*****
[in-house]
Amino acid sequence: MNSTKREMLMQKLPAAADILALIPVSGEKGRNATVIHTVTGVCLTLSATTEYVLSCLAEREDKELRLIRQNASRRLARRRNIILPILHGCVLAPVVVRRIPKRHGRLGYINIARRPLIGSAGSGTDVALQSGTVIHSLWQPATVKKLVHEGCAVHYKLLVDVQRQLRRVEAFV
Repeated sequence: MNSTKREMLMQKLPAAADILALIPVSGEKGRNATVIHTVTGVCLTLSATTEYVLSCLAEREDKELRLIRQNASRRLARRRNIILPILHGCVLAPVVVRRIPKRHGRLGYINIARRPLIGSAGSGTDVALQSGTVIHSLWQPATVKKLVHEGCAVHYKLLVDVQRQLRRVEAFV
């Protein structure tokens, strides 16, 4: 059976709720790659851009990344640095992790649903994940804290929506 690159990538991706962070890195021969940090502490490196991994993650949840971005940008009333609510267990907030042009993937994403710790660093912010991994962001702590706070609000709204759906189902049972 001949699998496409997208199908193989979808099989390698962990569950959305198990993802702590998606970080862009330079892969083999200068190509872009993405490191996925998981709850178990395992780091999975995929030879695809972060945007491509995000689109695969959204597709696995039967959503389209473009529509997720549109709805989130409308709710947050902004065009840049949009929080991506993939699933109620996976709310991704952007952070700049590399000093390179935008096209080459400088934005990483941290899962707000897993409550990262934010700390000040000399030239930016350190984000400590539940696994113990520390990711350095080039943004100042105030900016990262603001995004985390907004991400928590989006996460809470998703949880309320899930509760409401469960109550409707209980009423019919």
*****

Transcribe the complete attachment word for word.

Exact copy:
[in-house]
Amino acid sequence: MNSTKREMLMQKLPAAADILALIPVSGEKGRNATVIHTVTGVCLTLSATTEYVLSCLAEREDKELRLIRQNASRRLARRRNIILPILHGCVLAPVVVRRIPKRHGRLGYINIARRPLIGSAGSGTDVALQSGTVIHSLWQPATVKKLVHEGCAVHYKLLVDVQRQLRRVEAFV
Repeated sequence: MNSTKREMLMQKLPAAADILALIPVSGEKGRNATVIHTVTGVCLTLSATTEYVLSCLAEREDKELRLIRQNASRRLARRRNIILPILHGCVLAPVVVRRIPKRHGRLGYINIARRPLIGSAGSGTDVALQSGTVIHSLWQPATVKKLVHEGCAVHYKLLVDVQRQLRRVEAFV
């Protein structure tokens, strides 16, 4: 059976709720790659851009990344640095992790649903994940804290929506 690159990538991706962070890195021969940090502490490196991994993650949840971005940008009333609510267990907030042009993937994403710790660093912010991994962001702590706070609000709204759906189902049972 001949699998496409997208199908193989979808099989390698962990569950959305198990993802702590998606970080862009330079892969083999200068190509872009993405490191996925998981709850178990395992780091999975995929030879695809972060945007491509995000689109695969959204597709696995039967959503389209473009529509997720549109709805989130409308709710947050902004065009840049949009929080991506993939699933109620996976709310991704952007952070700049590399000093390179935008096209080459400088934005990483941290899962707000897993409550990262934010700390000040000399030239930016350190984000400590539940696994113990520390990711350095080039943004100042105030900016990262603001995004985390907004991400928590989006996460809470998703949880309320899930509760409401469960109550409707209980009423019919």